I continue to run Adventures in Mobile Homes. I’ve added a podcast to further document and share my knowledge and experience with the world.

As for my mobile home investing business, I continue to stay in touch with my network and evaluate new investment opportunities that come my way. In the future, I’d like to buy land and move mobile homes onto the land to create more passive income streams for my business which will double my income and produce twice as much cash flow. I plan to sell both the mobile home and the land to receive income from both.

As for marketing the business, I’ll continue to tap into my local network of mobile home parks and dealerships. Though, I plan to look into using Facebook Marketplace as a way to find buyers and sellers for my planned mobile home on-land business.

This is something that I’ve been wanting to do for a long time. I just need to find the right opportunity to do it.

Through starting the business, have you learned anything particularly helpful or advantageous?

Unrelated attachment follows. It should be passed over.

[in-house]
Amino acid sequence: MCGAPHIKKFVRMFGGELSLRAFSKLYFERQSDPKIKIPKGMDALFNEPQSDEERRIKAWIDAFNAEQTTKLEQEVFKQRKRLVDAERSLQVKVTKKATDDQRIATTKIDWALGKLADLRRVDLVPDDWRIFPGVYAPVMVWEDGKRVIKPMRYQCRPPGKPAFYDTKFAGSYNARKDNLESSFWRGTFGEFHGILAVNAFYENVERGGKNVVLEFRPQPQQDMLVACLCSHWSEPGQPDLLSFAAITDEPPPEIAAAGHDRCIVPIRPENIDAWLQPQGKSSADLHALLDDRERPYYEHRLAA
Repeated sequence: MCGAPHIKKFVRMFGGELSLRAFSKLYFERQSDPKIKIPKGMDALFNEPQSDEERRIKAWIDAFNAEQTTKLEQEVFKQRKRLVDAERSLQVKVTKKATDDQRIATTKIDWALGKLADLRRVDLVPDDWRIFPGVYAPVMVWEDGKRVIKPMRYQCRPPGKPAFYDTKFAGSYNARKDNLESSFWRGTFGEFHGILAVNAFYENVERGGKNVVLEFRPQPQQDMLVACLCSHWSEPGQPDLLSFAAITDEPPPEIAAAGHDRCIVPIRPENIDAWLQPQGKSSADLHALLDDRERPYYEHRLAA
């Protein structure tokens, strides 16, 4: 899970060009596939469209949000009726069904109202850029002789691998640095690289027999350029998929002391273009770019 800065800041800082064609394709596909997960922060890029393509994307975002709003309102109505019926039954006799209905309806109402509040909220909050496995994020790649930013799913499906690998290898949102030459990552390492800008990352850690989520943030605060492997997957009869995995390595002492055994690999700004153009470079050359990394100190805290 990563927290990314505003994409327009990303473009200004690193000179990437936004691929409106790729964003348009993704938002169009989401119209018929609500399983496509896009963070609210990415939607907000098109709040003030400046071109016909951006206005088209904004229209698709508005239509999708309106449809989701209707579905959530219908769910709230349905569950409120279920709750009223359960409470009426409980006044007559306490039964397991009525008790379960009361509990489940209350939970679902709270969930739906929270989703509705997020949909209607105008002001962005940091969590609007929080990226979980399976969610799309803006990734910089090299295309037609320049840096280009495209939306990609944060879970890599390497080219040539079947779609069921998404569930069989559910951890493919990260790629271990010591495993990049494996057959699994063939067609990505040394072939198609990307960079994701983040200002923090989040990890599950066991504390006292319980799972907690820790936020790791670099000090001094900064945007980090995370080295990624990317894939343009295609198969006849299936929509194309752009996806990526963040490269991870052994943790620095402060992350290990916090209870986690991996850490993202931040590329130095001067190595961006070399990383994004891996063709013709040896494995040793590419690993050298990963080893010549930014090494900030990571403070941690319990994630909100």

In the beginning, it’s very important to follow a successful system that models what you want to do. For me, it was following Lonnie Scruggs’ system of buying and selling mobile homes for cash flow.

Through experience, you’ll learn what works and what does not work based on your personality and the way you prefer to do business. This is what I learned by following his system. Some things worked for me and others that did not.

For example, some marketing techniques worked for me like networking and talking to park managers when I first started as a mobile home investor. Though, some did not work for me like direct mail and sending postcards to mobile homeowners.